2 p.m.: TSA screens most passengers since March 25
Transportation Security Administration agents screened over 234,000 passengers across the country on Thursday, highest number of travelers seen since March 25.
The pandemic has caused air travel to plunge. For comparison, this same time last year, 2,611,324 people were screened on one day across the U.S.
1:30 p.m.: Slowing in number of cases at NJ long-term care facilities
While New Jersey’s long-term care facilities have seen an outsized proportion of the state’s deaths — 5,289, more than half the reported 10,138 — Gov. Phil Murphy on Friday reported a slowing in the number of newly reported cases at those facilities.
The state’s nursing homes have been particularly hit hard by the virus. The New Jersey attorney general’s office started investigating the state’s long-term care facilities in April. The state has asked the public to report any misconduct anonymously through an online portal.
The U.S. Department of Veterans Affairs plans to provide five 10-person health care strike teams that will join staffs at long-term facilities until June 30, Murphy said Thursday.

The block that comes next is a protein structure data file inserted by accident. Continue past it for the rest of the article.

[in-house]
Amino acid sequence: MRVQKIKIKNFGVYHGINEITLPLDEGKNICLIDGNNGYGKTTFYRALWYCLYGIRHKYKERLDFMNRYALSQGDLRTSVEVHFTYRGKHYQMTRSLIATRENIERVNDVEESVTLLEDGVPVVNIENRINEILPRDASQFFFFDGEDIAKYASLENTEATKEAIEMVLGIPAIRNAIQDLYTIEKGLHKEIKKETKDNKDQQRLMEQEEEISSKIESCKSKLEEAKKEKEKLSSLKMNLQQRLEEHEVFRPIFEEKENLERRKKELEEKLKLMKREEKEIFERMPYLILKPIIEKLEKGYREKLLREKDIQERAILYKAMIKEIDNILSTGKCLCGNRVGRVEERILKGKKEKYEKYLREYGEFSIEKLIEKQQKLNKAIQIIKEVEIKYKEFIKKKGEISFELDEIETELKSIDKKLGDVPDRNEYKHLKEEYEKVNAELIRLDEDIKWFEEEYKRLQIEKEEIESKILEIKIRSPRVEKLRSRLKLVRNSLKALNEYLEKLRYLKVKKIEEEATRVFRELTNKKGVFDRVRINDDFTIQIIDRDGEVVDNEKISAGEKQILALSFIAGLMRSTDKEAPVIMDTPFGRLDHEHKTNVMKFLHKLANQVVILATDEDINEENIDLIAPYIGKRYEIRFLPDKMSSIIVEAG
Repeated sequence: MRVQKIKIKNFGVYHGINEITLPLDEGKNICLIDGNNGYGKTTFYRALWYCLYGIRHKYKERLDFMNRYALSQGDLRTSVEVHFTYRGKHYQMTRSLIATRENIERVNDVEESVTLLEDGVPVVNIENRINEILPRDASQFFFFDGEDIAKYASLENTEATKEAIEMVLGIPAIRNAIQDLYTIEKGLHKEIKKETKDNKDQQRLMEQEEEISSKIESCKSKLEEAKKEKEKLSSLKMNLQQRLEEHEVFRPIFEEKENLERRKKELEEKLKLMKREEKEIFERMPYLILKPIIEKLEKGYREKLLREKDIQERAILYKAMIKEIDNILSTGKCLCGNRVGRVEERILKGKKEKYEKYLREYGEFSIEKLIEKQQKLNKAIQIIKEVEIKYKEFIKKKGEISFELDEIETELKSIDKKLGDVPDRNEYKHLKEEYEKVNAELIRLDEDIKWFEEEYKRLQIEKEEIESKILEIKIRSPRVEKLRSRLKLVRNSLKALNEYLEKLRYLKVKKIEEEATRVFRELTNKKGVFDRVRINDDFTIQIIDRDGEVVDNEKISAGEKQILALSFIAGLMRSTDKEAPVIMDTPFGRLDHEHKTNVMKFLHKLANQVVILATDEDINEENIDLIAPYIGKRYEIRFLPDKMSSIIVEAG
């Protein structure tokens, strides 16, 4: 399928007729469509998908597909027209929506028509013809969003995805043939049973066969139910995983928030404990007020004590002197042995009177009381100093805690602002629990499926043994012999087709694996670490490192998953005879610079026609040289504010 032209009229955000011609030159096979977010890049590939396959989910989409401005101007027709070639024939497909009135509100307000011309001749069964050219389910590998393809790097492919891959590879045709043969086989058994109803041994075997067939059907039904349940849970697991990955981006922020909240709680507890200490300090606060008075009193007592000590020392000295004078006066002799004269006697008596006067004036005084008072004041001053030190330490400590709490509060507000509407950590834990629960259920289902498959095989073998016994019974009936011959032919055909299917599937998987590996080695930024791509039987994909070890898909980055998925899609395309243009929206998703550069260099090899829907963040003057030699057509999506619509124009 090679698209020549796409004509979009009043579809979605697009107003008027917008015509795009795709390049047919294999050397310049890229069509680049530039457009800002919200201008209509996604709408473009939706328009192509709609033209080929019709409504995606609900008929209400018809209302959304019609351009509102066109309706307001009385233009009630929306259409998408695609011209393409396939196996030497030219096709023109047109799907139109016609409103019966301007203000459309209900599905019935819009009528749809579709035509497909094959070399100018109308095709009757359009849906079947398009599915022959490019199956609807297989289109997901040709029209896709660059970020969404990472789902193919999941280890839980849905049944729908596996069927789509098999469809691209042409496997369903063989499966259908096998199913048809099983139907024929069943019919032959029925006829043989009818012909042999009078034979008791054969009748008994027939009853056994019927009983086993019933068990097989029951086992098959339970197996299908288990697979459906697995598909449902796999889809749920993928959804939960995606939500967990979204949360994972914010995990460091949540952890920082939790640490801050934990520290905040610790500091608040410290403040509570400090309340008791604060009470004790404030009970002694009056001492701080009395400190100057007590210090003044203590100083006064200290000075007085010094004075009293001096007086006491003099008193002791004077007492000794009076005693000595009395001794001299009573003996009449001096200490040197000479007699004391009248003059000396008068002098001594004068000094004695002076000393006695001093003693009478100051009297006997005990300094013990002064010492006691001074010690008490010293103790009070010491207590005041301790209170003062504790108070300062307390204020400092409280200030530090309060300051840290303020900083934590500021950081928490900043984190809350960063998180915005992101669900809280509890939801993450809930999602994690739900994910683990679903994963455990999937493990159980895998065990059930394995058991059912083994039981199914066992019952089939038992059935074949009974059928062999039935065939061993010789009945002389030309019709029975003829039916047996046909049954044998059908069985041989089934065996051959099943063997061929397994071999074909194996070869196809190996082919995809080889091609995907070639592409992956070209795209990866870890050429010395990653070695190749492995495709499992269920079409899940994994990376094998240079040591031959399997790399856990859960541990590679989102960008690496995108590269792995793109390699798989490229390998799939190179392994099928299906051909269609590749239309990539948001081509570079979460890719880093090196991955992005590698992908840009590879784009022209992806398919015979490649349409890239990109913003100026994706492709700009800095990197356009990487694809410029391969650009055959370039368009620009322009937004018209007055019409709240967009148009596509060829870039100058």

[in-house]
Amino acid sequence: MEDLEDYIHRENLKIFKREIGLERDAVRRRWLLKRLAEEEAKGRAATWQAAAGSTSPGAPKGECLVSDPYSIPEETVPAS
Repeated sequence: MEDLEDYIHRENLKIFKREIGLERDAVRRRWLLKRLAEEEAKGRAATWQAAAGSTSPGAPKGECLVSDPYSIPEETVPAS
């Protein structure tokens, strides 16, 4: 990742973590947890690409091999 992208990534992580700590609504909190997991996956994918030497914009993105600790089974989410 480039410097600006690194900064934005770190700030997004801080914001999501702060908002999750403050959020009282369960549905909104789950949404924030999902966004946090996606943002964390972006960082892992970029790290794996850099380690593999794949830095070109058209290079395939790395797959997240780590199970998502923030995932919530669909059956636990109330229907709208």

Meanwhile, Murphy said that elective surgery and other invasive procedures can resume on May 26, calling it a “big step forward for public health.”
12 p.m.: New York beaches will be open for Memorial Day
As summer nears, officials in New York, New Jersey, Connecticut and Delaware have agreed to open state beaches on the Friday of Memorial Day weekend — with strict precautions, New York Gov. Andrew Cuomo announced Friday.
Cuomo said he agreed to open New York’s state beaches because neighboring states were opening theirs, and if New York remained closed, New Yorkers would flock to the other states’, overcrowding them.
Beaches must remain at 50% capacity, and masks will be required when social distancing isn’t possible, Cuomo said.
Picnic areas, playgrounds, arcades, amusement rides and concessions will remain closed. Playing sports on the beaches will be prohibited.
Beaches run by local governments can also open if the local officials enforce rules. If rules aren’t enforced, those beaches will close, Cuomo said.
In New York state, 132 people succumbed to the virus on Thursday, but the number of cases is on the decline, Cuomo said.
Five New York state regions have met stated benchmarks and can start to reopen Friday.
In those regions — North Country, Mohawk Valley, Central New York, Finger Lakes, Southern Tier — retail can reopen for curbside pickup. Employees and patrons must wear masks, Cuomo said, and gloves are preferred.
For stores where curbside is not practical, customers can pick up their items inside, but stores must maintain an occupancy of no more than 50%. Employees and patrons must wear masks for these transactions, too, Cuomo said.
For the state’s remaining regions — New York City, Long Island, Mid Hudson, Capital District and Western New York — “New York PAUSE” is extended to May 28, Cuomo said.